Archives of Orthopaedic and Trauma Surgery

, Volume 137, Issue 5, pp 719–723 | Cite as

Finger reconstruction using induced membrane technique and ulnar pedicled forearm flap: a case report

  • Olivier Herisson
  • Alain-Charles Masquelet
  • Levon Doursounian
  • Alain Sautet
  • Adeline Cambon-Binder
Handsurgery
  • 227 Downloads

Abstract

Introduction

Injuries referred to as “rollover hands” are associated with multiple and complex lesions of the dorsal aspect of the hand. We present a case of a multitissular reconstruction following a severe injury of the dorsum of the fingers in a 45-year-old woman.

Materials and methods

The bone loss reconstruction was performed in two stages using the Masquelet induced membrane technique. In the first stage, a cement spacer was inserted into the phalanx bone defects. For the second stage, the membrane induced by the foreign-body reaction was opened, the spacer was removed, and an autologous cancellous bone graft was inserted into the defects. The skin coverage was obtained using a reverse ulnar artery forearm pedicled flap. The digits were covered jointly. Three surgical procedures over the course of a 2-month period were required to desyndactylize the fingers and to defat the flap.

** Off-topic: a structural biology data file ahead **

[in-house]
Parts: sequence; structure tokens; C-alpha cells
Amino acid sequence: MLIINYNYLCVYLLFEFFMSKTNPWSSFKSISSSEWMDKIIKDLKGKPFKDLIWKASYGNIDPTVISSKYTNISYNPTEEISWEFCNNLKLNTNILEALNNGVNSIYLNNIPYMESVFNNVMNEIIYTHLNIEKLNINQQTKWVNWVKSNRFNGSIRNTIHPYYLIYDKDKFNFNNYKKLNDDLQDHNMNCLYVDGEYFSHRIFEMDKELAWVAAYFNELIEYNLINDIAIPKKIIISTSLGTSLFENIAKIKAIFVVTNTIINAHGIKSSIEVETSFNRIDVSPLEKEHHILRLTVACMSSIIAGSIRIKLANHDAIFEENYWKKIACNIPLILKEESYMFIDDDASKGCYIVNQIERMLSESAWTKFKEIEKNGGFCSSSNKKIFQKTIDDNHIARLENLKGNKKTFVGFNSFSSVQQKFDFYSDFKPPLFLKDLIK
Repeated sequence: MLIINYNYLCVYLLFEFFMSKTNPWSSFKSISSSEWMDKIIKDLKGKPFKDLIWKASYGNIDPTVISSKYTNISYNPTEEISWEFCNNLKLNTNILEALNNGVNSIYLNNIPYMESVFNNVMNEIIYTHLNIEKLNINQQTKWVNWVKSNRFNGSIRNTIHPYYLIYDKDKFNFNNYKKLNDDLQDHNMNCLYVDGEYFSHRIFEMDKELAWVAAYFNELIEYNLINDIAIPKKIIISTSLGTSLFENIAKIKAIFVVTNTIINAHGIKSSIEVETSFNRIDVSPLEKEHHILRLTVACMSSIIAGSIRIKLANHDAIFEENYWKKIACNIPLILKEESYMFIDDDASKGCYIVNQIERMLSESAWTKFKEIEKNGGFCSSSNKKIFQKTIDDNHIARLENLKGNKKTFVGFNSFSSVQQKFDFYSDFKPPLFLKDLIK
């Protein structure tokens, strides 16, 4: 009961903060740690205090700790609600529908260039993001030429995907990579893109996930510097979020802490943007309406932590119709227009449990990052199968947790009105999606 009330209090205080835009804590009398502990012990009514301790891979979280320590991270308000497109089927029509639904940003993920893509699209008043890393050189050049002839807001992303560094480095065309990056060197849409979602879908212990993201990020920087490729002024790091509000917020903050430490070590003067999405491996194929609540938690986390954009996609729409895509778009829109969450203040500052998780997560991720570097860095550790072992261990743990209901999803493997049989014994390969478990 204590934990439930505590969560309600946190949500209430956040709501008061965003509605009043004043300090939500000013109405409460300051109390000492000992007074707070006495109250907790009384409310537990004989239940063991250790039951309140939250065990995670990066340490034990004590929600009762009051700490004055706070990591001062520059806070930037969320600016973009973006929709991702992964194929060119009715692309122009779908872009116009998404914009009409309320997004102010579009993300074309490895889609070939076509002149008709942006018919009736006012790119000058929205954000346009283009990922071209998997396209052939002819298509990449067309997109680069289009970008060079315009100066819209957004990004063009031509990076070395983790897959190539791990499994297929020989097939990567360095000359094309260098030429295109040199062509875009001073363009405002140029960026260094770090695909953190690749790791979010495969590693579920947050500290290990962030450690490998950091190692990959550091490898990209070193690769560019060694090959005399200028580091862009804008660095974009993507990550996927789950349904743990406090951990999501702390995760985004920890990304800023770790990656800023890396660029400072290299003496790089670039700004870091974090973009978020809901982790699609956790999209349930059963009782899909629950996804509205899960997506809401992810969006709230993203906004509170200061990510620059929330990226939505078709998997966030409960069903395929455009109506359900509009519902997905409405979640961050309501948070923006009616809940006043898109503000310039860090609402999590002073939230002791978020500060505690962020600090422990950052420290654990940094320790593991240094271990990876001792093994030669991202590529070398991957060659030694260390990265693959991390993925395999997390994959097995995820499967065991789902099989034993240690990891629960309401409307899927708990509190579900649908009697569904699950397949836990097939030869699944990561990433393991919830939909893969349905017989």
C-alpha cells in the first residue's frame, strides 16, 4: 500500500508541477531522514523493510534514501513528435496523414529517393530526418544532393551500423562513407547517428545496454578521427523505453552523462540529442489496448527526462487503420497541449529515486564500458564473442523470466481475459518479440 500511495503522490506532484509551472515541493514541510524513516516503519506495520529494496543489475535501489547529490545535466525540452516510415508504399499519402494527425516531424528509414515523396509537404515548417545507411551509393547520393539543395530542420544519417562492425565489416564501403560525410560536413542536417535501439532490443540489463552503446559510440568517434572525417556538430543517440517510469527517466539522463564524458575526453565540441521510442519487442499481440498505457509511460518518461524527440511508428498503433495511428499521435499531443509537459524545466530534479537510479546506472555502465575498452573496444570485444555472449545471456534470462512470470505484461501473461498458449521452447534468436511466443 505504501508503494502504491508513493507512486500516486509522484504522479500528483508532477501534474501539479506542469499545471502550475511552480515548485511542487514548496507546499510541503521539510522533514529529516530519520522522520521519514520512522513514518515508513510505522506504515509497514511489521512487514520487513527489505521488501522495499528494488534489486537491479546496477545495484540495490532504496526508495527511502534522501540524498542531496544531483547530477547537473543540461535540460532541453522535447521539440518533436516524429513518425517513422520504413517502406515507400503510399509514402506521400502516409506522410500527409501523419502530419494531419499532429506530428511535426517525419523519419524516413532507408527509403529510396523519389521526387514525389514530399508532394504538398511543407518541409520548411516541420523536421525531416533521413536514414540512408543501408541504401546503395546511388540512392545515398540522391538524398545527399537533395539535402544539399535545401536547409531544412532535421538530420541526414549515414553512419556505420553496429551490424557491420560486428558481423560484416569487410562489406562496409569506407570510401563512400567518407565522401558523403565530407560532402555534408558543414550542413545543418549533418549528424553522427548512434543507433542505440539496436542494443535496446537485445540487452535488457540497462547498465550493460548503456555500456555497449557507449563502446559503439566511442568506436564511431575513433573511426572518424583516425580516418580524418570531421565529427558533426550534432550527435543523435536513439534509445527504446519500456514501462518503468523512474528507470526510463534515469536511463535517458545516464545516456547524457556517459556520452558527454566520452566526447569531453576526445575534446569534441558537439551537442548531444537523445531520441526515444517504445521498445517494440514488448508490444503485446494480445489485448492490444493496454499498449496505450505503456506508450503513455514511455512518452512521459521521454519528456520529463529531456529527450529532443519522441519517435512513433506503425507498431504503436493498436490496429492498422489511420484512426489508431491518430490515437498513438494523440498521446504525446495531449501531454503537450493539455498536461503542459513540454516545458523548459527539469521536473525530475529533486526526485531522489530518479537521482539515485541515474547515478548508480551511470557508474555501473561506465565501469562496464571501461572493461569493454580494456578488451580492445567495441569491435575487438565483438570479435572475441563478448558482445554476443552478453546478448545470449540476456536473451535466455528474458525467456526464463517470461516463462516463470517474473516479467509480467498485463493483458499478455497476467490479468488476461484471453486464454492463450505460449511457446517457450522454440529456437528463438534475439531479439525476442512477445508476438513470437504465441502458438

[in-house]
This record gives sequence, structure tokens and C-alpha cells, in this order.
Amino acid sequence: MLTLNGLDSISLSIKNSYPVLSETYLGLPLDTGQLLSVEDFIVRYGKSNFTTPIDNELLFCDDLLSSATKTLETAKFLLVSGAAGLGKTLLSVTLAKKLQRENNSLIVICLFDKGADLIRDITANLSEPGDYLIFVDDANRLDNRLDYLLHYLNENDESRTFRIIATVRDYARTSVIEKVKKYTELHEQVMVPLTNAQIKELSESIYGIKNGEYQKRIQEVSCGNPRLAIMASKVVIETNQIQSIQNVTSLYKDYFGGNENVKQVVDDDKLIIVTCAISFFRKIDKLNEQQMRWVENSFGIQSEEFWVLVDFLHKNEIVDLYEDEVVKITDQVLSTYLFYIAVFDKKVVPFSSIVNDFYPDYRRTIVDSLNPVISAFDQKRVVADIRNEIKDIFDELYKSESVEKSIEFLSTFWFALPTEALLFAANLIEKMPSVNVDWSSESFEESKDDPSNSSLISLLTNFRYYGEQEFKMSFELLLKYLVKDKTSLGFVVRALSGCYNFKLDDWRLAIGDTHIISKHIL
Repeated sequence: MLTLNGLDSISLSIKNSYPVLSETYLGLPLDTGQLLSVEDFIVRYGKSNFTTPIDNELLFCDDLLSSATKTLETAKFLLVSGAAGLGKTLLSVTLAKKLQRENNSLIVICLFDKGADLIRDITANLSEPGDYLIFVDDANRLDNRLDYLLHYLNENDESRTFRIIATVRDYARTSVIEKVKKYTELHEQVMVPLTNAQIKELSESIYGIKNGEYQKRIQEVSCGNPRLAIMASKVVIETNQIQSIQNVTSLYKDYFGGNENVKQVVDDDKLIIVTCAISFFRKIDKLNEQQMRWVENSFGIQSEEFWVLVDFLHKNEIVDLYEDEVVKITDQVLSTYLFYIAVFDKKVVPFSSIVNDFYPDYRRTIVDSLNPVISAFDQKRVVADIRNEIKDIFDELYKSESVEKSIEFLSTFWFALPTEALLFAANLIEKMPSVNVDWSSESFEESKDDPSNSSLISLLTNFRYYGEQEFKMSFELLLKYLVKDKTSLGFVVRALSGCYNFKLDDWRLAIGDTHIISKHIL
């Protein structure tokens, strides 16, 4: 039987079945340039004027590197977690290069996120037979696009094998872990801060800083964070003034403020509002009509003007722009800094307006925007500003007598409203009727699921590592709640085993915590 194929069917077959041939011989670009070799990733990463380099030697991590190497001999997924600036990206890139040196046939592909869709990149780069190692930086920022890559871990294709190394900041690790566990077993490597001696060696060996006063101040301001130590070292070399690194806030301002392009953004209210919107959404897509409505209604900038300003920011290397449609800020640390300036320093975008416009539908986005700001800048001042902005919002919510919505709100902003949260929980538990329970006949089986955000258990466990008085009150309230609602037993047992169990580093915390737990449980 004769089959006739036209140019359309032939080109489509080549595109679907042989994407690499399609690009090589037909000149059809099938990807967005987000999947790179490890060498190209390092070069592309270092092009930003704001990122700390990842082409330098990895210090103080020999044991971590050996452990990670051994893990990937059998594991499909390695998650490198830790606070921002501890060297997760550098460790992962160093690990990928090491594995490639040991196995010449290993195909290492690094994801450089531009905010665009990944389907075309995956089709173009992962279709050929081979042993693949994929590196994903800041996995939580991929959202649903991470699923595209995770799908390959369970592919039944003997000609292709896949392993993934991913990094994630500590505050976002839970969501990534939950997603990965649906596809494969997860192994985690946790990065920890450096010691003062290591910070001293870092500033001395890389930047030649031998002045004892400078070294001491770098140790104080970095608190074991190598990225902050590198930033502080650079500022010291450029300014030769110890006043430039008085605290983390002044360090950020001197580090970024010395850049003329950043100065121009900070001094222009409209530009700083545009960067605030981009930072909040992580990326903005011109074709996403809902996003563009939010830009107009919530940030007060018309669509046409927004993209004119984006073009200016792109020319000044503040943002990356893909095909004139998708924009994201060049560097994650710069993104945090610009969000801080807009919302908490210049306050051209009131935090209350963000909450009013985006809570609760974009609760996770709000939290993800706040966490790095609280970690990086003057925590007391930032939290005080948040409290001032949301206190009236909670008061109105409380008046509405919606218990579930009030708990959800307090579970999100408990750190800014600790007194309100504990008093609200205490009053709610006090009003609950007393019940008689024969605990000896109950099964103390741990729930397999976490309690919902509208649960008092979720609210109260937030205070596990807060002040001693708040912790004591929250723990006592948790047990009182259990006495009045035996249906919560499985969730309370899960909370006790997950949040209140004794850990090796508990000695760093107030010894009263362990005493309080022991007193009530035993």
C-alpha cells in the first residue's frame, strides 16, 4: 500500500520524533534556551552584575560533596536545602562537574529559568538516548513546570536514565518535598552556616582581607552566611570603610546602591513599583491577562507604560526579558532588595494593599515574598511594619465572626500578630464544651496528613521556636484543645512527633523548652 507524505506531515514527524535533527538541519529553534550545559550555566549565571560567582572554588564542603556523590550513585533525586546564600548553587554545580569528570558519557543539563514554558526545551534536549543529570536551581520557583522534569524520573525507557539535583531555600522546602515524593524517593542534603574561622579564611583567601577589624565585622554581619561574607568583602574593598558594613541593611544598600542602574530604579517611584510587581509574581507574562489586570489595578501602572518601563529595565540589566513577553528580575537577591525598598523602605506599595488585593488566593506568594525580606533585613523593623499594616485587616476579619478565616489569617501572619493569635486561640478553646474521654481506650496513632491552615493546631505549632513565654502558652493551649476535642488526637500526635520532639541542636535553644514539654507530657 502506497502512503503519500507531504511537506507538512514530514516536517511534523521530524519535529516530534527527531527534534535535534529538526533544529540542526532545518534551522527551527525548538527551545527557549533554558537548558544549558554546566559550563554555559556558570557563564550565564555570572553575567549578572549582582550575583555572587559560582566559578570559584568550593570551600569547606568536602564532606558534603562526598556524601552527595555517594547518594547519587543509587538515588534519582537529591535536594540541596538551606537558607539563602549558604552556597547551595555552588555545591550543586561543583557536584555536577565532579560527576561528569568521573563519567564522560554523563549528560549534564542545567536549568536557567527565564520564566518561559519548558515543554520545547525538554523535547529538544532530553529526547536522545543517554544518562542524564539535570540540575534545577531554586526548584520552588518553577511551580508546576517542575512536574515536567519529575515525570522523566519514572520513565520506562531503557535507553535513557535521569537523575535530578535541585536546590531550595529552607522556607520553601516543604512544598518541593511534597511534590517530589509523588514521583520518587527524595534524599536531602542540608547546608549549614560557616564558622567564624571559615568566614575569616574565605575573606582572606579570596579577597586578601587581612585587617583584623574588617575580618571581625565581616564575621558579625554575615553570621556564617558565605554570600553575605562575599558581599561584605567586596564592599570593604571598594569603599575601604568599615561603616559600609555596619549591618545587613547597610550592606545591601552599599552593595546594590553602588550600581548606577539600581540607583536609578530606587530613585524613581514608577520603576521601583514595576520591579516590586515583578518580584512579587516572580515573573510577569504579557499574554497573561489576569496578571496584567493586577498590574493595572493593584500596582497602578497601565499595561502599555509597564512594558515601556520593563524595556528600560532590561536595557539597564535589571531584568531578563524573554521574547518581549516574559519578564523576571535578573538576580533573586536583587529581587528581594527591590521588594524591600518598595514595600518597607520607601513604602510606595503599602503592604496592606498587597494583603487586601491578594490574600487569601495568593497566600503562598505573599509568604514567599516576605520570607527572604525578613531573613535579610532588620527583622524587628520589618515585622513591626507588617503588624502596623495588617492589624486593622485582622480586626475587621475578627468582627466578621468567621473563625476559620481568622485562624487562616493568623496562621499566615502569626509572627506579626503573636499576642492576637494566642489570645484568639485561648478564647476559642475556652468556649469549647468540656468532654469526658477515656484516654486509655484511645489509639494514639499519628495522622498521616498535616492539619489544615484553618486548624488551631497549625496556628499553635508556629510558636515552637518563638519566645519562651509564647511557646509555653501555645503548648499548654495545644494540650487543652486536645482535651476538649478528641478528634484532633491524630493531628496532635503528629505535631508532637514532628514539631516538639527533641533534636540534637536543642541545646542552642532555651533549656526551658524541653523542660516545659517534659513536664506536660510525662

Results

At the 2-year follow-up examination, the patient exhibited good integration of their hand use in daily living. The esthetic result was deemed to be satisfactory. Definitive bone consolidation occurred 4 months after the second stage.

Conclusions

Rollover hands are typically a challenge for both the patient and the hand surgeon. The risk of septic complications, as well as the need for several stages of surgical reconstruction, makes the Masquelet technique particularly attractive for the treatment of phalanx bone defects consecutive to rollover injuries.

Keywords

Rollover hand Masquelet technique Induced membrane technique Ulnar artery forearm flap Bone reconstruction 

Notes

Compliance with ethical standards

Conflict of interest

The authors declare that they have no conflict of interest.

Funding

There is no funding source.

Ethical approval

This article does not contain any studies with human participants or animals performed by any of the authors.

Informed consent

Informed consent was obtained from the participant included in the study.

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Copyright information

© Springer-Verlag Berlin Heidelberg 2017

Authors and Affiliations

  1. 1.Orthopaedic, Trauma, and Hand SurgerySaint Antoine HospitalParisFrance
  2. 2.Université Pierre et Marie Curie Paris 6ParisFrance

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